Why Everyone Needs to Have Estate Planning
Estate planning covers far more than a will to distribute your assets on death. It also creates a plan for how you use assets while you are alive, how to protect your loved ones from unexpected events and conveying your wishes, if you become incapacitated.
Without an estate plan in place, would your spouse and heirs know what you wanted to happen if you became unable to communicate with them? Or if you died unexpectedly? One of the goals of estate planning is to share your thoughts and wishes. Another is to spare your heirs the costs and stress of guessing what you would have wanted to take place.
The McPherson Sentinel recently published an article, “Estate planning prevents headaches” that says there’s no way to determine your wishes regarding distribution of your property after your death, unless you take action before you pass away. Estate planning is worthwhile, regardless of the size of the estate.
Probate is the legal process by which the court validates the decedent’s will, if there is one, gives authority to the executor, or appoints an administrator if there’s no will. This process assures that taxes get paid, any property is distributed correctly and legally transfers the ownership of the property.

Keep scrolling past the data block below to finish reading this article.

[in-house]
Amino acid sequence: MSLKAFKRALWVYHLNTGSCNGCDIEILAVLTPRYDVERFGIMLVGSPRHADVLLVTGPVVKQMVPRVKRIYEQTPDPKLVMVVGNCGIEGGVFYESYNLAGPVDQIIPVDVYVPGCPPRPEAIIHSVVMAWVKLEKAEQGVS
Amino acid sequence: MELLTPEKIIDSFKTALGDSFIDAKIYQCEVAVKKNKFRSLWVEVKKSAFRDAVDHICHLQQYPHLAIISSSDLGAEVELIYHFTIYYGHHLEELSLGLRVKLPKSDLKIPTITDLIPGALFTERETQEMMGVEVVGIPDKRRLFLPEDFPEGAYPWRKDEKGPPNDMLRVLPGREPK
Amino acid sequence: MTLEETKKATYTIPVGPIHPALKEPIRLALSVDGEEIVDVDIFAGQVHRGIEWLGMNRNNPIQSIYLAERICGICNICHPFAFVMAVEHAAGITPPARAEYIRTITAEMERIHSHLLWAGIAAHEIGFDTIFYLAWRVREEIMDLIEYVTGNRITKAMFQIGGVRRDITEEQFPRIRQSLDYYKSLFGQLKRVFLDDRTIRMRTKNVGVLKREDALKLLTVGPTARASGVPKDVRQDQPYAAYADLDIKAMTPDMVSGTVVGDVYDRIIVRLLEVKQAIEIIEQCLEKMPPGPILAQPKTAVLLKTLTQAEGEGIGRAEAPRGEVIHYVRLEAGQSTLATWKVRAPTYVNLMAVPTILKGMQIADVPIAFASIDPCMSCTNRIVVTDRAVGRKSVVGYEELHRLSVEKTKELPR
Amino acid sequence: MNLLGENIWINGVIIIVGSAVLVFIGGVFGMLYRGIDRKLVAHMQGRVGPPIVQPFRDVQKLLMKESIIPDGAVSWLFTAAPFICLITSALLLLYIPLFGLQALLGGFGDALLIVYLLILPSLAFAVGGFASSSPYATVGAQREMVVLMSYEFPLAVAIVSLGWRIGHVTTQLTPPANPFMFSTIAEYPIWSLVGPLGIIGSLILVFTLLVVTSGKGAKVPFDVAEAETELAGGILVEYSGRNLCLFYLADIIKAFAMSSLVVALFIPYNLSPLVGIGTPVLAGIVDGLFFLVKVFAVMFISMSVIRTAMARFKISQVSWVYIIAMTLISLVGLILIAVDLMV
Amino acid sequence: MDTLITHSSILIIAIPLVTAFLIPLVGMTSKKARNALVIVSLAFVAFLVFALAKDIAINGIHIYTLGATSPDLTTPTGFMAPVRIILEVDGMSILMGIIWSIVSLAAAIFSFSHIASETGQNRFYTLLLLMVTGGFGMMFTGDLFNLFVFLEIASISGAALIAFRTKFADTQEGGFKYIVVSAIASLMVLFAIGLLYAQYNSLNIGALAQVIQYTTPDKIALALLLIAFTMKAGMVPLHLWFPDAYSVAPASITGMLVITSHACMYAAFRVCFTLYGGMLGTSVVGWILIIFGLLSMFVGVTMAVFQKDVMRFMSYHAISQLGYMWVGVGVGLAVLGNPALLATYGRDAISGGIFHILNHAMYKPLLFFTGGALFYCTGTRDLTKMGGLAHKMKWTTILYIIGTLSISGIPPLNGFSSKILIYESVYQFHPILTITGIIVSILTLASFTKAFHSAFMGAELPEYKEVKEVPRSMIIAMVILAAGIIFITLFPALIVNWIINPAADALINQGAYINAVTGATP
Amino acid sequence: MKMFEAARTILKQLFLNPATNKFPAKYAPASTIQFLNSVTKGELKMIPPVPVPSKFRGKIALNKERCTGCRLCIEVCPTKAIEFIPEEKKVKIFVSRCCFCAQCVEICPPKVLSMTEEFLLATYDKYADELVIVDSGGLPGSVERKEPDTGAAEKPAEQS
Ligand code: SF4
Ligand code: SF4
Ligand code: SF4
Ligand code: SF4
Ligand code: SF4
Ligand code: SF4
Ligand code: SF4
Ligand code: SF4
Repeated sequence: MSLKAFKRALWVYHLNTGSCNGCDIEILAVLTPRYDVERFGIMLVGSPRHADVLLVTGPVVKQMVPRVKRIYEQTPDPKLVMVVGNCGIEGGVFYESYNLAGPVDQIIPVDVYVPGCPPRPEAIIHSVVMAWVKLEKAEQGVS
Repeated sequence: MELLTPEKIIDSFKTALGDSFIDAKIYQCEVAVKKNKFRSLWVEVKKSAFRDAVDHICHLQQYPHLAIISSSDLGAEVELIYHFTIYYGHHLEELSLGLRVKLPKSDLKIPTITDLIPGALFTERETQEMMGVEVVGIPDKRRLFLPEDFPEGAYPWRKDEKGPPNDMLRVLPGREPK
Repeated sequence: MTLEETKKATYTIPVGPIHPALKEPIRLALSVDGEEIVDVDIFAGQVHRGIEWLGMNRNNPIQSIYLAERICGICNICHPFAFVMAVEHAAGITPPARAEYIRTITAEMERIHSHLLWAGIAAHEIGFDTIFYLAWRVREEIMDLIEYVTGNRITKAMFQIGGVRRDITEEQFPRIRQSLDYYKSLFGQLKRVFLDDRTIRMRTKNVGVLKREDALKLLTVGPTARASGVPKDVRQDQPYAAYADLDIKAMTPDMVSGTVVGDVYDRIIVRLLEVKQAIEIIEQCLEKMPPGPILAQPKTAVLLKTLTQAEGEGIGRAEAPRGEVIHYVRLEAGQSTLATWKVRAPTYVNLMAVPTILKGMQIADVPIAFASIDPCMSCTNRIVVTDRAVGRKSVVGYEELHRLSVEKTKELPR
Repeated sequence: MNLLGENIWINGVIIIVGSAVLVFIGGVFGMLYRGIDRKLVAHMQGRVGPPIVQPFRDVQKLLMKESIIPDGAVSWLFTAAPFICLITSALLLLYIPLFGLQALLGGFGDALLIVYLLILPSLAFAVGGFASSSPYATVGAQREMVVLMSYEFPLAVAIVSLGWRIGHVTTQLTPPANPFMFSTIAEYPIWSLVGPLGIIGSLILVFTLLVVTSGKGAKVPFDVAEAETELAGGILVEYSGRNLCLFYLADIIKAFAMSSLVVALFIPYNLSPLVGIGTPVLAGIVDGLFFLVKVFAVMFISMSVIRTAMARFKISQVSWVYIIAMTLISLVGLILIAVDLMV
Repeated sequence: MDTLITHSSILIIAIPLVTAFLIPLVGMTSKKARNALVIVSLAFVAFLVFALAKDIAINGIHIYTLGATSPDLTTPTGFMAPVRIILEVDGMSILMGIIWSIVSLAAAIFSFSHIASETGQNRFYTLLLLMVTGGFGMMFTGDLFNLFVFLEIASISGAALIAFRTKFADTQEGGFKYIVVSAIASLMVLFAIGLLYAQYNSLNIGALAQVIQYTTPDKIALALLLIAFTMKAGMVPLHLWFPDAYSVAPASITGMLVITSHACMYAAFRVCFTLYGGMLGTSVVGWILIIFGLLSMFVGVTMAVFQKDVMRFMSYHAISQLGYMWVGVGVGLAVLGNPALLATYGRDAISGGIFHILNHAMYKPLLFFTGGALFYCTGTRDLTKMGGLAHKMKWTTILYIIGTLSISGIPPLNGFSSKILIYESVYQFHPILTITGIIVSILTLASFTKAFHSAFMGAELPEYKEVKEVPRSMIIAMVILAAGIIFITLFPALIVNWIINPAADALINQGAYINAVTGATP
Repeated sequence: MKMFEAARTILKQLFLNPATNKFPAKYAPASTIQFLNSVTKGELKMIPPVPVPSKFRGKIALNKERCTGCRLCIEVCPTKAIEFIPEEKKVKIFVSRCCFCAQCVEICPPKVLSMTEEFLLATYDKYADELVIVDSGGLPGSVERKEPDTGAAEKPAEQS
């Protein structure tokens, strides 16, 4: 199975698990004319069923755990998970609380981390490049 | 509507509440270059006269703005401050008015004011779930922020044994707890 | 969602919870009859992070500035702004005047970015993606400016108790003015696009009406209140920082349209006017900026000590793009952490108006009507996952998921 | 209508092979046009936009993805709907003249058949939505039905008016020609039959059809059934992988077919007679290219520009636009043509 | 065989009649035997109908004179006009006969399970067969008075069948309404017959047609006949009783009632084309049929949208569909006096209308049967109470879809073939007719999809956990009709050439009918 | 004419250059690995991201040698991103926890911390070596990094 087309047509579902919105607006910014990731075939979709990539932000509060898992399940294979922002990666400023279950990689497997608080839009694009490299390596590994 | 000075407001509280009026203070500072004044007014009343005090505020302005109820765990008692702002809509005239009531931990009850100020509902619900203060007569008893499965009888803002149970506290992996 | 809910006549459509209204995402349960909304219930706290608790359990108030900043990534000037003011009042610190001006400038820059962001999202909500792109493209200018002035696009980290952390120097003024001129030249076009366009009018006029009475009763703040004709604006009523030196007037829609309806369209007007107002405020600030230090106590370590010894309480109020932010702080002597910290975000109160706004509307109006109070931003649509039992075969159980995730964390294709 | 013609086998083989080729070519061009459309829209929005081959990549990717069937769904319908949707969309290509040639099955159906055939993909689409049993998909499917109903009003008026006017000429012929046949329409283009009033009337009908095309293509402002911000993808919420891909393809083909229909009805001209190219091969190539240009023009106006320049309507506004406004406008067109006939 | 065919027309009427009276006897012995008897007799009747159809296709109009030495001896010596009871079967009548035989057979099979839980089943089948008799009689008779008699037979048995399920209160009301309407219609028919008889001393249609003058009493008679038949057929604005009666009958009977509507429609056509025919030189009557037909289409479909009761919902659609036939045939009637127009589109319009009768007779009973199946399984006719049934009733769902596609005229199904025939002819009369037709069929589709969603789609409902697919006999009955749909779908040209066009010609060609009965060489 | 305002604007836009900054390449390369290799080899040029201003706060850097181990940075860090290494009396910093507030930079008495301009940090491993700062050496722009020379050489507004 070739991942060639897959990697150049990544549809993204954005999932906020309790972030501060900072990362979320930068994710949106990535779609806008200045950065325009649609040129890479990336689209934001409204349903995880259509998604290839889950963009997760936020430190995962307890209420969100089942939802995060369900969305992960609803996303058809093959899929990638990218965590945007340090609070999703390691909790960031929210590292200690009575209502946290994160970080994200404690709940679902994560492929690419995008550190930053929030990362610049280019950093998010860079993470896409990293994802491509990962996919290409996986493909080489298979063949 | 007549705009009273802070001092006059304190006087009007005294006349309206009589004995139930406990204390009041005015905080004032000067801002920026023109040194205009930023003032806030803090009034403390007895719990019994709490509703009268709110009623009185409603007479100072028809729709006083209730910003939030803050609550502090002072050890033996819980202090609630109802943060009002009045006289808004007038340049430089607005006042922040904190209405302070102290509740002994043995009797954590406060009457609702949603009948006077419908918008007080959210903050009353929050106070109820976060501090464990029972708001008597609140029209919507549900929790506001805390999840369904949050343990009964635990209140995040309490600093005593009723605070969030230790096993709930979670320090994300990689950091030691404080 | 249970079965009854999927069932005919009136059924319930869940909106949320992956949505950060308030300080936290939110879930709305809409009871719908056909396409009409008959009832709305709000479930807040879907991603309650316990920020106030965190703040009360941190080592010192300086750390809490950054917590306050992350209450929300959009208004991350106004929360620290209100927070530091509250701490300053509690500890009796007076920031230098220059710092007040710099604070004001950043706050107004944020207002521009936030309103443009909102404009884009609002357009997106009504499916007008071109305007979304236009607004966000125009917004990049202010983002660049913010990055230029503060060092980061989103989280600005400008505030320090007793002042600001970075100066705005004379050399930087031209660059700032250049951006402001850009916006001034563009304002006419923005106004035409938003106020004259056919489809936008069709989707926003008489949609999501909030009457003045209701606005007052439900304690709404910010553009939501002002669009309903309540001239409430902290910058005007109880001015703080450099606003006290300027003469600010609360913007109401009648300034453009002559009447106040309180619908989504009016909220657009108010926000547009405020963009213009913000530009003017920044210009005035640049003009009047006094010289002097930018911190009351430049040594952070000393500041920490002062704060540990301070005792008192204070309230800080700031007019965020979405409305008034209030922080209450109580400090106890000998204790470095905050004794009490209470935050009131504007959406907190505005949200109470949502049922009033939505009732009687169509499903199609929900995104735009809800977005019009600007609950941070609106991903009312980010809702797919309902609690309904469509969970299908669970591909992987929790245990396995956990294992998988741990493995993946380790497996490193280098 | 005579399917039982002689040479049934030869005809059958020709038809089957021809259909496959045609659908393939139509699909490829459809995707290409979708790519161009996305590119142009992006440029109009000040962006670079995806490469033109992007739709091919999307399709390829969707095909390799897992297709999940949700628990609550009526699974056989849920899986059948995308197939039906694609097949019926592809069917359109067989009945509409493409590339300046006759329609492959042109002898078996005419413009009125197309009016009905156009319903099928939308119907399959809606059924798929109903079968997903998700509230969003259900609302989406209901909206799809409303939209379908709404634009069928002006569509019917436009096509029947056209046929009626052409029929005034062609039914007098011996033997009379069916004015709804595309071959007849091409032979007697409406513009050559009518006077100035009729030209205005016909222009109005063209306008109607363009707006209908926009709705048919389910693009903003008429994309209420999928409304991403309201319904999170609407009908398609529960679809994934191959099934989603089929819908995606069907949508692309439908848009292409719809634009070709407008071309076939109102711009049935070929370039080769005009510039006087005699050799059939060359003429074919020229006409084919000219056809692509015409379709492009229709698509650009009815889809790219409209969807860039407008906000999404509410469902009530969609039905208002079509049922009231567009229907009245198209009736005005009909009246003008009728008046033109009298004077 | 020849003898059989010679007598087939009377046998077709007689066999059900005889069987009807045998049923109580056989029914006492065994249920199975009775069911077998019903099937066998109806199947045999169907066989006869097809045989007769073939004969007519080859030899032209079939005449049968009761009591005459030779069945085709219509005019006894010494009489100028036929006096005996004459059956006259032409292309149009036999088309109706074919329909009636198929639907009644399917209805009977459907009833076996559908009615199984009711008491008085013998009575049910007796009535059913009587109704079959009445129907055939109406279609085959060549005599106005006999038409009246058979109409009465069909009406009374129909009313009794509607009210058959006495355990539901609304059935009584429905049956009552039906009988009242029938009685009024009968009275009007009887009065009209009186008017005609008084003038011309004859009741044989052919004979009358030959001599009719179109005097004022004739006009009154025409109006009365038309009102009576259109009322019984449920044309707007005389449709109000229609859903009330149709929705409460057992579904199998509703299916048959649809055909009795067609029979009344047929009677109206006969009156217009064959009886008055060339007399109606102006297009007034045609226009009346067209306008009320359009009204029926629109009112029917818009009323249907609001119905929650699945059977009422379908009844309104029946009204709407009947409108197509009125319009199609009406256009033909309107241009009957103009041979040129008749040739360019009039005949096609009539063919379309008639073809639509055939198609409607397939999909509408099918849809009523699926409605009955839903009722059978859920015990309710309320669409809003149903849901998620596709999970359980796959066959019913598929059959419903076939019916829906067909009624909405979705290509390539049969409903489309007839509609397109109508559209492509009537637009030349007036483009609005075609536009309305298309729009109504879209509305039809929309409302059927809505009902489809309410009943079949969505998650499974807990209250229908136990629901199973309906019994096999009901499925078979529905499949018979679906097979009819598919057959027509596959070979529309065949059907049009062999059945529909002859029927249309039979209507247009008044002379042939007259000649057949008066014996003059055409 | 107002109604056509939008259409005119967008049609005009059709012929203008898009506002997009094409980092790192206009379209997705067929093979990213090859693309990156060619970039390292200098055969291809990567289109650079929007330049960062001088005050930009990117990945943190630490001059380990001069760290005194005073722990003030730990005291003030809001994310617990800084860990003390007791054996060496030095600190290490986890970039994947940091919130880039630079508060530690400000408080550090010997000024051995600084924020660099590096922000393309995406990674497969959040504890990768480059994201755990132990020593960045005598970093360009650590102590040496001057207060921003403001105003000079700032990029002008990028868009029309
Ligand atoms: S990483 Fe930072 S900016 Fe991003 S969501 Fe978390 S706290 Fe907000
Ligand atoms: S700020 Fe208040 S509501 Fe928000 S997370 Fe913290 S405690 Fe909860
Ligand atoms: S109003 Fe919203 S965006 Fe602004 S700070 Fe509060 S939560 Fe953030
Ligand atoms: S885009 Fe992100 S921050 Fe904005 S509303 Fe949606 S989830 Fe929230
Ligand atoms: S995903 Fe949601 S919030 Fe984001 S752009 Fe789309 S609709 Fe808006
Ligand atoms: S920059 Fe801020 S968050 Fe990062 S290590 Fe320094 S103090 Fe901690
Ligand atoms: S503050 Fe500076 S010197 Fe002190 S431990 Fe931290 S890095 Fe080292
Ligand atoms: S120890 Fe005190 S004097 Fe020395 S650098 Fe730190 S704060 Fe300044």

All property is subject to probate proceedings, with or without a will. The only exceptions are the following:
- Property owned in joint tenancy with another;
- Property placed in a trust;
- Property subject to a transfer on death deed;
- Payable on death accounts; or
- Life insurance proceeds designated for a named beneficiary.
Property in any of these categories automatically passes to the joint tenant, designated beneficiary or trust beneficiary. However, these assets may be subject to inheritance and estate taxes.
Typically, a regular probate proceeding can take a minimum of six months from the date the interested parties receive notice to file their claims against the estate. Some states have more streamlined and simplified proceedings that are less time-consuming which can be used in certain situations.
The cost of the probate proceedings depends upon the complexity and value of the estate. In Kansas, fees for the attorney and executor or administrator are also charged to the estate.
An estate planning attorney can assist you in creating your estate plan, including what options you’d like to use to avoid probate. Transfer on death deeds, naming beneficiaries to bank accounts, mutual funds, bonds, CDs and life insurance funds can all be transferred to heirs. However, to avoid probate, they have to be handled properly and according to the laws of your state.
Reference: McPherson (KS) Sentinel (September 29, 2017) “Estate planning prevents headaches.”